Editor’s Note: The following is taken from the OSF Home Care Messages of Hope booklet, “When You are Far Away From a Loved One.”
Last week, we shared how the use of technology and snail mail could be used when supporting loved ones from a distance after losing someone special. Here are a few more ways you can support your family and friends from a distance when they are dealing with a loss.
Do some long-distance homework. Talk to the local hospice bereavement coordinator and find out what resources are available. Contact your loved one’s pastor to find out what might be available through their church community. Call one of their local friends and use them as a vehicle to accompany them to a grief session or support group meeting.
Once involved, they will often continue attending. Not only do they receive support and encouragement, but it opens the door to new friendships and others with whom they can share their grief and receive support.
Time for Grief
Another important factor is to remember that everyone needs time. Those first birthdays, holidays, etc., are very difficult and can be very lonely. Make sure you offer this support for more than two weeks or two months. The next 12 months are loaded with “firsts” that your loved one must survive alone.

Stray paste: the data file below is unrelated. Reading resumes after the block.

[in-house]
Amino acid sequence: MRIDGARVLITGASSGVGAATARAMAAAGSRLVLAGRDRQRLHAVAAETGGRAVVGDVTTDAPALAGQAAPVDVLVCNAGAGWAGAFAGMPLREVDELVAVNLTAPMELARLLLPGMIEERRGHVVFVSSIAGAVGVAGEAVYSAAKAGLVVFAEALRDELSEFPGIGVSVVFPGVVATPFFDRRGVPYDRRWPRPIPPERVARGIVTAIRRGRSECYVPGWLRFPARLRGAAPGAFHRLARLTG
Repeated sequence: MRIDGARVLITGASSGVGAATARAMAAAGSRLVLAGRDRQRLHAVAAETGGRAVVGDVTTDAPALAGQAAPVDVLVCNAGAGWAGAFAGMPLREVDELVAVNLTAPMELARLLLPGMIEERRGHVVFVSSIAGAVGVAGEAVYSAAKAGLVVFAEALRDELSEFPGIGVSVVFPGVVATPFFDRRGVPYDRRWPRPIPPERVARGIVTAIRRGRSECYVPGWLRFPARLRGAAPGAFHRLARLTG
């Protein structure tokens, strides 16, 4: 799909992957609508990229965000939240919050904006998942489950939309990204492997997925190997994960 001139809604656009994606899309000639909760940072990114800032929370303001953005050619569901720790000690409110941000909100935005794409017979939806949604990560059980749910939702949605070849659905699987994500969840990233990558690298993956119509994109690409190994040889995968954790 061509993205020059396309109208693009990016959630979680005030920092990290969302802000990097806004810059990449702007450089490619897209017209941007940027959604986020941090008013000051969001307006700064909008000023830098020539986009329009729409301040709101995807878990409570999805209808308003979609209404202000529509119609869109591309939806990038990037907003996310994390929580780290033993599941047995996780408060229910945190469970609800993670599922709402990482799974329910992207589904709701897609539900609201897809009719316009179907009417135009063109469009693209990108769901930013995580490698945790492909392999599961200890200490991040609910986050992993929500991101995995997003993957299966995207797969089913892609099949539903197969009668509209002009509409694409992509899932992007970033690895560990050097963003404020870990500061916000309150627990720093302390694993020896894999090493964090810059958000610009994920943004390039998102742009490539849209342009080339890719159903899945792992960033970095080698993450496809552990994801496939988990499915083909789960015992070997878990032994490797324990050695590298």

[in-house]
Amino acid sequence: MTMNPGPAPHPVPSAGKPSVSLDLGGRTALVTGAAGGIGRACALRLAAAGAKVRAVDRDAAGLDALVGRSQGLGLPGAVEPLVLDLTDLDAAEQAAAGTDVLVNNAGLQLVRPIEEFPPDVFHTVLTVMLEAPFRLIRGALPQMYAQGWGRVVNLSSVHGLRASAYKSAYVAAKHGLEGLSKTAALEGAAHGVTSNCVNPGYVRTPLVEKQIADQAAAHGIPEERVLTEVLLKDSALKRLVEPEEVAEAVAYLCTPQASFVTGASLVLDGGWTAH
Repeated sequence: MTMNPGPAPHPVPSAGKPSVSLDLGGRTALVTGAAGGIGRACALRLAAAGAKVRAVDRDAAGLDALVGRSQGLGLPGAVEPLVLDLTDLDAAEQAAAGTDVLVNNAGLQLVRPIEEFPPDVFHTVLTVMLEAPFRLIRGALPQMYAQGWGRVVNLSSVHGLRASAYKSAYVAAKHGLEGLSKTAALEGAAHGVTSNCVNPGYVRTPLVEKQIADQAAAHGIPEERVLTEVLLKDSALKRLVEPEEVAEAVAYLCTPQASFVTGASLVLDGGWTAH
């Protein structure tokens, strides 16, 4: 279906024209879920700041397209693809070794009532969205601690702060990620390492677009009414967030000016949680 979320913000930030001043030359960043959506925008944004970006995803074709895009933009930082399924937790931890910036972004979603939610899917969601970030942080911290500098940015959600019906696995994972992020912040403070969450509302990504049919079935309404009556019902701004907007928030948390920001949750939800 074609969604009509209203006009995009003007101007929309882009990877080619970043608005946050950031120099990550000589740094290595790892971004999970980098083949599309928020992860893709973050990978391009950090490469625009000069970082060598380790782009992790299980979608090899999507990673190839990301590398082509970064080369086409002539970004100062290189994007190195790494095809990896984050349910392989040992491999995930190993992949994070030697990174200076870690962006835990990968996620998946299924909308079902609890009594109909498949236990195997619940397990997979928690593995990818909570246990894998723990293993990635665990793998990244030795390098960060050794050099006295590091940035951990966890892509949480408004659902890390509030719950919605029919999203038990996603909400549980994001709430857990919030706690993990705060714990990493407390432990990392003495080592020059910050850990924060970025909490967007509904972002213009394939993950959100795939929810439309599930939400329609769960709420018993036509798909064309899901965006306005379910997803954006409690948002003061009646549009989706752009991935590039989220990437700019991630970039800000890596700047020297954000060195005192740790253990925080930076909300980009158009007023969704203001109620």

Keep the support on track month after month. When you call or write them, don’t ignore the “elephant in the room.” Talk about their loved one, allow them to talk about their loved one and work through their grief at a pace that is right for them. Many times, we don’t realize that burying grief does not make it go away.
Talking about the loved one they lost allows them to start thinking about the good memories. Sharing conversation also relieves their burden. No two people grieve the same, so listen carefully and follow their needs and time frame, not yours.
If possible, visit your family member. Two or three short visits spread throughout the year are often better than one long visit. If you plan ahead, there are often low-cost fares available.
Consider buying them a ticket to come and visit you for a few days. Sometimes a change of scenery or a visit with other family members can change or improve their outlook or emotional state.